Showing posts with label marathon. Show all posts
Showing posts with label marathon. Show all posts

Monday, August 15, 2016

The Well-Read Runner: Bye to the Marathon


If you follow me on Instagram, you already know this, BUT...there will be no marathon for me next month.

I know.  BOOOOOOOOOOOOOOOOOOOOOO.  Trust me, I'm right there with ya.

As I mentioned in previous posts, I've had a nagging injury since the first week of July, and an orthopedist finally made it official when he diagnosed me with a calf strain.  Which is pretty much exactly what I expected, though it does certainly suck to hear it, especially when it's followed by the prescription of NO running (like at all.  Like zero. Like NONE) for 6 weeks.

Let's see...6 weeks from my doctor's appointment puts me at...September 15.  THREE days before the Rochester Marathon.

Yeah, I emailed the race director that very day, and asked to move down to the half marathon.  And even that should be real interesting to complete with zero running leading up to it!  But since I've got several halfs under my belt already, at least it's a beast that I know how to fight.

That said, I'm handling this change of plans better than expected.  Don't get me wrong--I had my mourning period, though it took place well before the doctor's appointment (I knew deep down from the start that this injury was not going away easy).  I had a miserable couple of weeks when I couldn't BELIEVE that this year of hard work was going to end without me completing 26.2.  When I got down on myself and didn't want to work out at all.  When I wondered if I should give up running completely, forever.

However, right before we went on vacation, I promised my husband that I would use the time away to step back from my injury, and running in general, and try to clear my head.  And I did exactly that.  A week away in the beach air did wonders, and I came home feeling okay about the loss of the marathon (even before the doc made it official).

In fact--I will go so far as to say that this injury has been a blessing in disguise.  Let me count the ways:

1. Once I decided not to do the marathon, I realized that there was a part of me that was a tiny bit relieved.  I signed up for it as part of the Rochester 4 Seasons Challenge, which I was very excited about, but I was NOT pleased that my first marathon would be on a hilly, two-loop course.  The two loops bothered me the most--I've done two-loop 10Ks (running the same 5K route twice), and the mental challenge of completing a hard course and then doing it AGAIN is painful.  Now put that on a marathon...I was prepared to do it, but very nervous.  Now that I won't be running the Rochester full, I can choose a different first marathon experience that might play more to my strengths as a runner.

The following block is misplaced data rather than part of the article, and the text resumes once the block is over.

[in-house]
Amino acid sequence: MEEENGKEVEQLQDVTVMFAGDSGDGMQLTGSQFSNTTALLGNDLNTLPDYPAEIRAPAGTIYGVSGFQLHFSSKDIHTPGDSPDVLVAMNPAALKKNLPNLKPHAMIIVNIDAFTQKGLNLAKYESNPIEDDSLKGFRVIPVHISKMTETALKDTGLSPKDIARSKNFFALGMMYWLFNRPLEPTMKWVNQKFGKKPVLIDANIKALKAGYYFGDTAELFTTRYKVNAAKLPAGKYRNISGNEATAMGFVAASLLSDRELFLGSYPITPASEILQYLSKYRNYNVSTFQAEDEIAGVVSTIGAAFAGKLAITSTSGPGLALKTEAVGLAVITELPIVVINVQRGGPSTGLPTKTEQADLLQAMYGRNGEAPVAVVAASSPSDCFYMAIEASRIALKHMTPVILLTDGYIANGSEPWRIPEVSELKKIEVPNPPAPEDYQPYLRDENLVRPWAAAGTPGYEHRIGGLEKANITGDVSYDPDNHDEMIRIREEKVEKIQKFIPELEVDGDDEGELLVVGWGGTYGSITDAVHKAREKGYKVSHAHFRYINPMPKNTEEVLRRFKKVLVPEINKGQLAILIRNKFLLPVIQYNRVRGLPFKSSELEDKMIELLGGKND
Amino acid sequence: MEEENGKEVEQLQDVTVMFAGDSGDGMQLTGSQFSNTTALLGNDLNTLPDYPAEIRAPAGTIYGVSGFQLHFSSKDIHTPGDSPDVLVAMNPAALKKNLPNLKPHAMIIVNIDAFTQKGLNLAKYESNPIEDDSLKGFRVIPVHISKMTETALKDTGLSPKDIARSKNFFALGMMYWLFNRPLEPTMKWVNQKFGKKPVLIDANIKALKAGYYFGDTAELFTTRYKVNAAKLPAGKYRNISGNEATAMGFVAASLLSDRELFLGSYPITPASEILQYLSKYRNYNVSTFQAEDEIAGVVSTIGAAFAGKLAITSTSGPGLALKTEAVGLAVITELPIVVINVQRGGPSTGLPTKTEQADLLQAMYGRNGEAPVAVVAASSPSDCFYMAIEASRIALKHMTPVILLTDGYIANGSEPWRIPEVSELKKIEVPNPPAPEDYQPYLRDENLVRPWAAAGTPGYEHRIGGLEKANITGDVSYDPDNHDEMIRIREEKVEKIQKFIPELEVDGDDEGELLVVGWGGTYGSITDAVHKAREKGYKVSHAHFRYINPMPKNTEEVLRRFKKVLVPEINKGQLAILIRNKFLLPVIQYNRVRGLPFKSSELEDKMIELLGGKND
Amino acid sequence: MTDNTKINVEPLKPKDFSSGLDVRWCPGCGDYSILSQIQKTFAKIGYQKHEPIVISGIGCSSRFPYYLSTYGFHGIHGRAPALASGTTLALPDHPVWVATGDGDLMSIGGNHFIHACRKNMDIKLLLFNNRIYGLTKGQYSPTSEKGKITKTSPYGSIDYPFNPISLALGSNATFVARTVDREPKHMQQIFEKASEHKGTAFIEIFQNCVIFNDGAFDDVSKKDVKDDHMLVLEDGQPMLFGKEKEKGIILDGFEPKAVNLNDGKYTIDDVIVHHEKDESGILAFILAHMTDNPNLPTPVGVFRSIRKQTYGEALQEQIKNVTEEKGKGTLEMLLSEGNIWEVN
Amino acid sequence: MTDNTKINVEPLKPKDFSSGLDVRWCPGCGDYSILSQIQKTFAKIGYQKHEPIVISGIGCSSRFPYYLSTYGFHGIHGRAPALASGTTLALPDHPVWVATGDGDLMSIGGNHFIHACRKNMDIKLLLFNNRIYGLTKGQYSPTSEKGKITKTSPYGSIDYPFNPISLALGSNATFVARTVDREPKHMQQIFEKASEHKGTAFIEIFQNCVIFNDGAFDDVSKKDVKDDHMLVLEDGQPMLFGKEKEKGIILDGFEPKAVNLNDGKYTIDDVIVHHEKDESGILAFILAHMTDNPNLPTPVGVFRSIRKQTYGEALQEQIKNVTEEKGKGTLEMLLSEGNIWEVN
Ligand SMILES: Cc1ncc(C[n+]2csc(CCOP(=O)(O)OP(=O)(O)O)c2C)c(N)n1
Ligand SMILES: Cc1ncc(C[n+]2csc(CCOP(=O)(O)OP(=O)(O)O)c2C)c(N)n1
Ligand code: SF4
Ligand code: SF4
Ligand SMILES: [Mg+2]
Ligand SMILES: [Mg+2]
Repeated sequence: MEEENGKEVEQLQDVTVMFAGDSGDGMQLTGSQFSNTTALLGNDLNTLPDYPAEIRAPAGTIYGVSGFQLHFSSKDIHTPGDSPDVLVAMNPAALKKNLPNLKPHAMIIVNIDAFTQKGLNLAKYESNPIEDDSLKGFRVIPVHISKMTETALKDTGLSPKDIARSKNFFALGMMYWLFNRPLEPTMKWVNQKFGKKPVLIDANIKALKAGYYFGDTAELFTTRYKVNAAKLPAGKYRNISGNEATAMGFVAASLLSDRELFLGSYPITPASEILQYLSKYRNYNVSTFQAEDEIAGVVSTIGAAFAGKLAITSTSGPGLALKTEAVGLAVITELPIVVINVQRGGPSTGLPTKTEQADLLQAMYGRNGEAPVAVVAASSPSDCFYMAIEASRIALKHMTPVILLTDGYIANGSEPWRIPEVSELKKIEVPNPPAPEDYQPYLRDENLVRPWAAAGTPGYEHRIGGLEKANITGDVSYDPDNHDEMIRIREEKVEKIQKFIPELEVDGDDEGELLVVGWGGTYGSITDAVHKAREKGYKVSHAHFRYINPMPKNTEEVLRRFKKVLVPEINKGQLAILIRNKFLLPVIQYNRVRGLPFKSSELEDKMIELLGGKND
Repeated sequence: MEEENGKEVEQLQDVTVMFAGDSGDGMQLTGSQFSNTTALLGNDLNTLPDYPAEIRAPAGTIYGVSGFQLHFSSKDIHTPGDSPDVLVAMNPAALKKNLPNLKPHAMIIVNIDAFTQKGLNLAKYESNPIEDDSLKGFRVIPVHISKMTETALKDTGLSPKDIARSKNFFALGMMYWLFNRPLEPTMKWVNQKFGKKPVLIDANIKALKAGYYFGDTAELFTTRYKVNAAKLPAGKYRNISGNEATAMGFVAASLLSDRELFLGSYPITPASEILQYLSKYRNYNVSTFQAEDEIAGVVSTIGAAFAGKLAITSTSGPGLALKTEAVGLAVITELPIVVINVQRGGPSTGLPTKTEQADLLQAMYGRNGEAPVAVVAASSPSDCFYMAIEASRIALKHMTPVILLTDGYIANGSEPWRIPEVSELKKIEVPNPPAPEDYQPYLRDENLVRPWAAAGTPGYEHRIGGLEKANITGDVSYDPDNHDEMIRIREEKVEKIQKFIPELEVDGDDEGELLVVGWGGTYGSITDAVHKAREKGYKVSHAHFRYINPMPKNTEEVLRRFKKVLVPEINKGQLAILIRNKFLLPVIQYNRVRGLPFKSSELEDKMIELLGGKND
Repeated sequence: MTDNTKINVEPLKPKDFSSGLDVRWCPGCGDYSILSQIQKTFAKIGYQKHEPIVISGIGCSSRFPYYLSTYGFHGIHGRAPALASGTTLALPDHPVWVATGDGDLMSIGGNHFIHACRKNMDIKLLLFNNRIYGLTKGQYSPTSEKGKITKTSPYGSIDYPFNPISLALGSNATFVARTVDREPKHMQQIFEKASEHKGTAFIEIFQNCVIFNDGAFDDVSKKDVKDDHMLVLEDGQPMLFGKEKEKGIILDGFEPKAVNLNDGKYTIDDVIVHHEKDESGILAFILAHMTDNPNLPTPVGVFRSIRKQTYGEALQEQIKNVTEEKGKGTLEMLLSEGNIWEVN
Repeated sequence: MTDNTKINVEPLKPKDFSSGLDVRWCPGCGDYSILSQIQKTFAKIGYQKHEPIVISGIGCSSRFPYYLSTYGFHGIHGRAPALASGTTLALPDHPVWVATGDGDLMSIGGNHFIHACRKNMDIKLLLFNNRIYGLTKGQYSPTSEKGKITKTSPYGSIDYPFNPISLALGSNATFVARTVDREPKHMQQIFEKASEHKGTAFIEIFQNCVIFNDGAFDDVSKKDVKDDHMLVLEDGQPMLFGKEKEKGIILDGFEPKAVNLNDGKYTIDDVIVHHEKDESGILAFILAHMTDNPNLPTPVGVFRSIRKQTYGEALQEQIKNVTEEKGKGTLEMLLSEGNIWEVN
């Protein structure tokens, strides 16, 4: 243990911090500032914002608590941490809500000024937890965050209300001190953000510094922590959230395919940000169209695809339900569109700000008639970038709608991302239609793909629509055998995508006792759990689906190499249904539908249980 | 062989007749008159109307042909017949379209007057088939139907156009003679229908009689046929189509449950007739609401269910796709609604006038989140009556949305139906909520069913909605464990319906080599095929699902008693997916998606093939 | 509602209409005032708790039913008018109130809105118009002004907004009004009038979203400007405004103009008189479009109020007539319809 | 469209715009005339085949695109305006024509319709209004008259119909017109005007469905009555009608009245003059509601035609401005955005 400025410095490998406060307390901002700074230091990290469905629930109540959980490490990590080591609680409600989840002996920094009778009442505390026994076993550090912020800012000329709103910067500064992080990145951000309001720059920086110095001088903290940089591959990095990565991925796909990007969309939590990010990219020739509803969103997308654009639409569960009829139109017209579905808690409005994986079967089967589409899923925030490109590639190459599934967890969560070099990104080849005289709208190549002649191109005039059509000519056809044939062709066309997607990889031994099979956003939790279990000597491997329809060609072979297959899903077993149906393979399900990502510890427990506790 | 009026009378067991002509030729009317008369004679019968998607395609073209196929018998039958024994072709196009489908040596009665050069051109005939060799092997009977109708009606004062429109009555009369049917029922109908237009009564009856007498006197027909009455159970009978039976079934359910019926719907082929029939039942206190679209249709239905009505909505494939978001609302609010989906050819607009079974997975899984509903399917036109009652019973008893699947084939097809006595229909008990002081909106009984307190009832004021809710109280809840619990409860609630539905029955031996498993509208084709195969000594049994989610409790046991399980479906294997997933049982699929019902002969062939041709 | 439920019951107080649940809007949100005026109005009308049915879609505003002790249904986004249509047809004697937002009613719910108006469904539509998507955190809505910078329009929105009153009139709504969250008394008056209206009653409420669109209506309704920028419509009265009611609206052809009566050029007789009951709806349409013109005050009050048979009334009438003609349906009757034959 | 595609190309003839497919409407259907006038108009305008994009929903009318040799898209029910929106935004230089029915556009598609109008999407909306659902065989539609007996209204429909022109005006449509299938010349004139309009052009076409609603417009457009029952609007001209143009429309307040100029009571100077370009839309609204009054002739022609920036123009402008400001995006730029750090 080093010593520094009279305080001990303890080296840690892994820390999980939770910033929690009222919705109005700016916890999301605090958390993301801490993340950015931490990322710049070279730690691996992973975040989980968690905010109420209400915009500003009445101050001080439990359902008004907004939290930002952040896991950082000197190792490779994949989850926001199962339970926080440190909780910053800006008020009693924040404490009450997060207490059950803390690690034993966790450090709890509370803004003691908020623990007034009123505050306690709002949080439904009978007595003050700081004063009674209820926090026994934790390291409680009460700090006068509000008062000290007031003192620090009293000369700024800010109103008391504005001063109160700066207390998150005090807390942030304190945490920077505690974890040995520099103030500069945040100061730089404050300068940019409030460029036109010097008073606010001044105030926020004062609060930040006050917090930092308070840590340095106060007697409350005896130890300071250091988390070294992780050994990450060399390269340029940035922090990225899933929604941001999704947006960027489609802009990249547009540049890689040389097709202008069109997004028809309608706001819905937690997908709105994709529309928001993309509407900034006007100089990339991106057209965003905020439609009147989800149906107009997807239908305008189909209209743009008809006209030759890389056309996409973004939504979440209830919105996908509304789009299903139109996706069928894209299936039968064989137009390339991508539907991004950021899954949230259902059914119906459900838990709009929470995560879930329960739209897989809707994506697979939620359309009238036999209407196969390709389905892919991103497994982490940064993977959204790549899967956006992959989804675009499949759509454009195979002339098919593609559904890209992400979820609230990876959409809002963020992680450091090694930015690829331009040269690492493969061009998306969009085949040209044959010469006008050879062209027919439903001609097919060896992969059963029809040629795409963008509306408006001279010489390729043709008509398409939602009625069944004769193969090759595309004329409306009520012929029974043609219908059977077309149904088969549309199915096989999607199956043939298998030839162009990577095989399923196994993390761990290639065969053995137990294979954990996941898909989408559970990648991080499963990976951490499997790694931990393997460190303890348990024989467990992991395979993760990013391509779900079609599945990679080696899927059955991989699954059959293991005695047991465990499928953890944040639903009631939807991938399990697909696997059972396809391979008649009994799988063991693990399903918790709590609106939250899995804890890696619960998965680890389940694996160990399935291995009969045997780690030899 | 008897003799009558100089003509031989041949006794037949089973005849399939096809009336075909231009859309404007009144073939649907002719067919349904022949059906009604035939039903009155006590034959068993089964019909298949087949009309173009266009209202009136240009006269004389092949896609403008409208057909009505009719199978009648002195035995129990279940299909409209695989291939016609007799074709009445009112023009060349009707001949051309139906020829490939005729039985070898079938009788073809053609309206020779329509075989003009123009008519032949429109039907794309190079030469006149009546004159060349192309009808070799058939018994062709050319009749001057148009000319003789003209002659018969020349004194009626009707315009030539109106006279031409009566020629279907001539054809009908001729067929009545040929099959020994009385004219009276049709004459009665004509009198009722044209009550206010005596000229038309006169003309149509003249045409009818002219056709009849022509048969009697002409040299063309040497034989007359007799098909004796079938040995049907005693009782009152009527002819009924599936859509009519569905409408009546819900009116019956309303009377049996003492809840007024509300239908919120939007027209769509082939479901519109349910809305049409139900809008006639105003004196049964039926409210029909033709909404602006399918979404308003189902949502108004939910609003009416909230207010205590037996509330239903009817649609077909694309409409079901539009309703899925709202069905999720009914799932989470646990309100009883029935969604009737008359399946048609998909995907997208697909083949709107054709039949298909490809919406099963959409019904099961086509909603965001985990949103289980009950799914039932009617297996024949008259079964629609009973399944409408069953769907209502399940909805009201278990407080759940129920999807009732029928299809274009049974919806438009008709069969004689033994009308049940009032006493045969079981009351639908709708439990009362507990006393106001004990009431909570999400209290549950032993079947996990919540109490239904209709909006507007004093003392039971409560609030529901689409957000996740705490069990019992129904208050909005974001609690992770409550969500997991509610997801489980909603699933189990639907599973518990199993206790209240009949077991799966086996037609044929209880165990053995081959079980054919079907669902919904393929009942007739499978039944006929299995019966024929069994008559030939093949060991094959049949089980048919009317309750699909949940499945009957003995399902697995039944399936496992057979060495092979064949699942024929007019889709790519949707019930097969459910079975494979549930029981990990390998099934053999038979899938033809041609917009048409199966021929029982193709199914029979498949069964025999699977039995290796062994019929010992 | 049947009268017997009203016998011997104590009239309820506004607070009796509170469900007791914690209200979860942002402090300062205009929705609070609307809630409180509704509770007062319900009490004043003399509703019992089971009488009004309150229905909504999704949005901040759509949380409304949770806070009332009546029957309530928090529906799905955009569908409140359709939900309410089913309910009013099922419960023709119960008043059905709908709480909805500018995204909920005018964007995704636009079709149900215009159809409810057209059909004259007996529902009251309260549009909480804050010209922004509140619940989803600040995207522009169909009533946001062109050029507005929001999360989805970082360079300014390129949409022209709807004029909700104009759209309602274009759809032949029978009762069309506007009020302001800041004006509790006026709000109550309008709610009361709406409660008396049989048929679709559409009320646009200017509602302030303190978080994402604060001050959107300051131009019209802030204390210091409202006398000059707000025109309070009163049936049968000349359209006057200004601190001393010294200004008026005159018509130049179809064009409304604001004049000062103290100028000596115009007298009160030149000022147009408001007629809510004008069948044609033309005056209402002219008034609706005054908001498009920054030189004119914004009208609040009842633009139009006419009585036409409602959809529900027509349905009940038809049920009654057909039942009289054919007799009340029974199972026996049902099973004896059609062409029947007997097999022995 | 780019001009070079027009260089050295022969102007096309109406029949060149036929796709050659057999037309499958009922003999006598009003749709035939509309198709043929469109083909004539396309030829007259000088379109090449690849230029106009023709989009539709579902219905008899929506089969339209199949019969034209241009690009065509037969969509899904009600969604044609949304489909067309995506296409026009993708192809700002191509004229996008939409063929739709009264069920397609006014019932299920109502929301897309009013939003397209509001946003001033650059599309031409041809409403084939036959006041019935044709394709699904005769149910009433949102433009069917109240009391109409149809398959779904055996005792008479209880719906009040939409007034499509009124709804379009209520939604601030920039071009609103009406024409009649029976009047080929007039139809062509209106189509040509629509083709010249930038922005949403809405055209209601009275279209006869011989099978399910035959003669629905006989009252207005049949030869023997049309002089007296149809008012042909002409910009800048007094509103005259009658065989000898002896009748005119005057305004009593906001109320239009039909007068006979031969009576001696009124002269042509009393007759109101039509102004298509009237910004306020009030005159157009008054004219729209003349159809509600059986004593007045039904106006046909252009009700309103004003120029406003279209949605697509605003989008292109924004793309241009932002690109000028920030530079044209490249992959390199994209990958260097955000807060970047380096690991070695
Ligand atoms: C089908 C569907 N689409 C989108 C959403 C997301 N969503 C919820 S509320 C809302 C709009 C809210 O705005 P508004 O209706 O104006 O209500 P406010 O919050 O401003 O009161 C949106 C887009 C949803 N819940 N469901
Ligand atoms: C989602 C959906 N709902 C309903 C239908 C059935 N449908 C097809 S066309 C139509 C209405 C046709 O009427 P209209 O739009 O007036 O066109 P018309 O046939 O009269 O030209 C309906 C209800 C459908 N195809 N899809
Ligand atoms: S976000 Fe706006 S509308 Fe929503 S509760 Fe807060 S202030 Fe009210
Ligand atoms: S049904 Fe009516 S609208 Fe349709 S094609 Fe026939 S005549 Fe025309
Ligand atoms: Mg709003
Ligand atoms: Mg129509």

2. I have learned a LOT of patience.  I am not a patient person.  I tried a billion remedies to get rid of this injury...more foam rolling, icing, elevation, massage, compression, stretching, ibuprofen, blah blah blah.  But the ONLY fix for this calf strain is no running, and 6 weeks of waiting.  Patience required.

3. I have now learned the difference between a real injury and normal post-run soreness.  This is my first true running injury.  Every other ailment I've had while running has been an ache or pain that was easily remedied by taking an extra rest day or two, and foam rolling a bit more.  This pain felt different from the start, and now I know going forward what's worth trying to run through, and what's not.

4. If I had to get injured, this isn't the worst thing that could happen.  For a while I was concerned that this was an Achilles-related injury, which is NOT good news, as Achilles injuries tend to recur for runners.  But a calf strain, while slow to heal, WILL heal.  And then I can move on.  So I have to be thankful for that.

5. It's like a billion degrees outside right now, and I'm completely not jealous of those of you running in it.  ;)

So, just over a month til the Rochester half--what am I doing if I'm not running?  Well, the only activities that hurt my calf are running (duh) and jumping, which eliminates a lot of plyometric-based workouts from my regimen.  (I tried a BodyCombat class last week to cross train, and it was very no-bueno on my leg with all the jumping and kicking.)  However, there are a lot of other cross training activities that feel just fine.  I've put in a LOT of time on the stationary bike (both in spin classes and in the gym).  It's giving me a killer cardio workout, and I better be able to fly up some hills once I start running again, because my quads are killing me!!  :)  I've done some swimming as well, plus lots of yoga and strength training (I still love BodyPump!).  Plus, my friend Michelle just loaned me her road bike, so I might be able to take all this spinning out on the roads starting this week--woohoo!

At this point, I'm just trying to keep my fitness level up enough to finish this race without completely dying.  I am VERY interested to see how all this cross training plays out in the race...am I headed for success, or a hot mess?  Stay tuned, because we're gonna find out soon enough!